‘Did I do the right thing, Shivers?’
‘You’re asking the wrong man, I reckon.’
‘I’m asking the only one I trust.’
‘‘Cause I done so much o’ the wrong thing?’
‘Shows you know the difference, don’t it?’
‘Not sure there is one.’
Savine was a character I had previously disliked but Abercrombie crafted her story arc so brilliantly that I couldn’t help but care for her in this last instalment. Her desire for self preservation and self profit never quite leaves her, but without giving away too much, her priorities change and her motivations, at least on some level, are for a better life all round. This sense of purpose in my opinion made her a much more likeable character.
My sympathies fell wholeheartedly with Gunnar Broad, a man with a history of warfare, always called to do the deeds no one else was willing to do, a man utterly haunted by his past. Once again Gunnar’s vow to keep out of trouble, and to ensure his family’s safety means he has to sacrifice his own morality, his own inner peace, and do what must be done. This time it seems executing nobles falls in his hands, and now driven to a constant state of drunkenness, Gunnar struggles to find a way to end this cycle before it destroys him entirely.
“He drank again, spirit burning his sore gullet. It was like taking the lenses off his mind. Make everything a blur. So he didn’t have to see Liddy’s face, or May’s. Didn’t have to think of what they’d say. Didn’t have to put ‘em next to what he was now. Didn’t have to fear what he might do to ‘em. Made it easier, being drunk. Or did it make it easier to have something to blame?”
I also felt for Orso and Vick who both seem to get the raw deal throughout Wisdom of Crowds. However, no matter what was thrown at Orso, he kept his quick witted nonchalant attitude, and I loved him all the more for it. Vick was perhaps the only character trying her utmost best to solve the disaster of the uprising she had played a part in, perhaps the only character to feel remorse for the brutality which ensued. This may be a dark book set in a brutal violent world, but even so, many of these characters still withheld their charm.
“They’re monsters,” Orso heard her whisper.
‘I almost wish they were,’ he muttered. ‘That would be easier. But they’re just people.’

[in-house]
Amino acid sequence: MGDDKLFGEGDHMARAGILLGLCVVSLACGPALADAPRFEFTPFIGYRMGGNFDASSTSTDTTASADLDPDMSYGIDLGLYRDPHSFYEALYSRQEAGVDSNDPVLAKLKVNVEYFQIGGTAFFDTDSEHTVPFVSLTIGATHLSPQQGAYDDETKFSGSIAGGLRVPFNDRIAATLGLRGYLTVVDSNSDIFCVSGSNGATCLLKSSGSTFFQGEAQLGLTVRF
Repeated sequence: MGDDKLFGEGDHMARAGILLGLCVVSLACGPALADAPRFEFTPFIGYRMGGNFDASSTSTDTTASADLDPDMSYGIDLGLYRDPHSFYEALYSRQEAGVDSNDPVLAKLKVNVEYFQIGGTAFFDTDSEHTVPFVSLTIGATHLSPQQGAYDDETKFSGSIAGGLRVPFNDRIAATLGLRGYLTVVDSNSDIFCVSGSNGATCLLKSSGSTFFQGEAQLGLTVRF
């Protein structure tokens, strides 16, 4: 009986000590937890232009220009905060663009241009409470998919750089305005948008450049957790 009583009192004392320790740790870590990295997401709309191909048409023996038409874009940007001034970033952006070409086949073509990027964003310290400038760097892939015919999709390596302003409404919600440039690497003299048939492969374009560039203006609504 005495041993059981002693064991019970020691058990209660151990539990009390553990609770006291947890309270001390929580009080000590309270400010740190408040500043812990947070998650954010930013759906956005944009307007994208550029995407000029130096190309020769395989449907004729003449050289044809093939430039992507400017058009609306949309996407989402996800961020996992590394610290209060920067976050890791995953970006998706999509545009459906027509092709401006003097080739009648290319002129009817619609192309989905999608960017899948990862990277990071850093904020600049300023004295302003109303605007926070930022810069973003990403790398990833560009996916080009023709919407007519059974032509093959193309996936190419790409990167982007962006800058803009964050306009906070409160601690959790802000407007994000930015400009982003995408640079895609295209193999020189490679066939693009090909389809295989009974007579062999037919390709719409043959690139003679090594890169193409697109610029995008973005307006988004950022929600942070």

‘They’re the worst people I ever saw.’
‘Of course they are. We hanged all the best ones.’
Speaking of charm, Leo Dan Brock certainly knew how to turn that on for the masses. Now disabled, bitter and in constant pain, Leo still turns his disadvantages into advantages wherever he can find them. Is he truly the kind of leader everyone needs? Does he truly care? As always Abercrombie leaves it for us to decide, but I think The Wisdom of Crowds shows us that in a world full of violence, unfairness, selfishness, brutality and plain madness, it breeds the same kind of people.
Abercrombie will always be the staple example for why I love the Grimdark genre, his stories are never one dimensional. In his world, his characters and his plot, there are no good deeds, no bad deeds, no heroes, no villains and certainly no justice. There are only people with reasons.
‘Take it far enough, freedom becomes chaos. The voice of the people… is just noise. It is the blather of the lunatics in the madhouse. It is the squeal of the pigs in the slaughterhouse. It is a choir of morons. Most of them don’t even know what they want, let alone how to get it.’
The Wisdom of Crowds is a worthy ending, one in which Abercrombie excels himself and proves to be a wizard of words. Even though the ending leaves many opportunities for further instalments, for now I am sad to say goodbye to these characters and the world of the First Law. However the ‘Great Change’ is upon us readers too, and I can’t wait to see what new stories Abercrombie will conjure up next.
ARC provided by Will at Gollancz in exchange for an honest review. All quotes used are taken from an ARC and are subject to change upon publication. The Wisdom of Crowds is out now.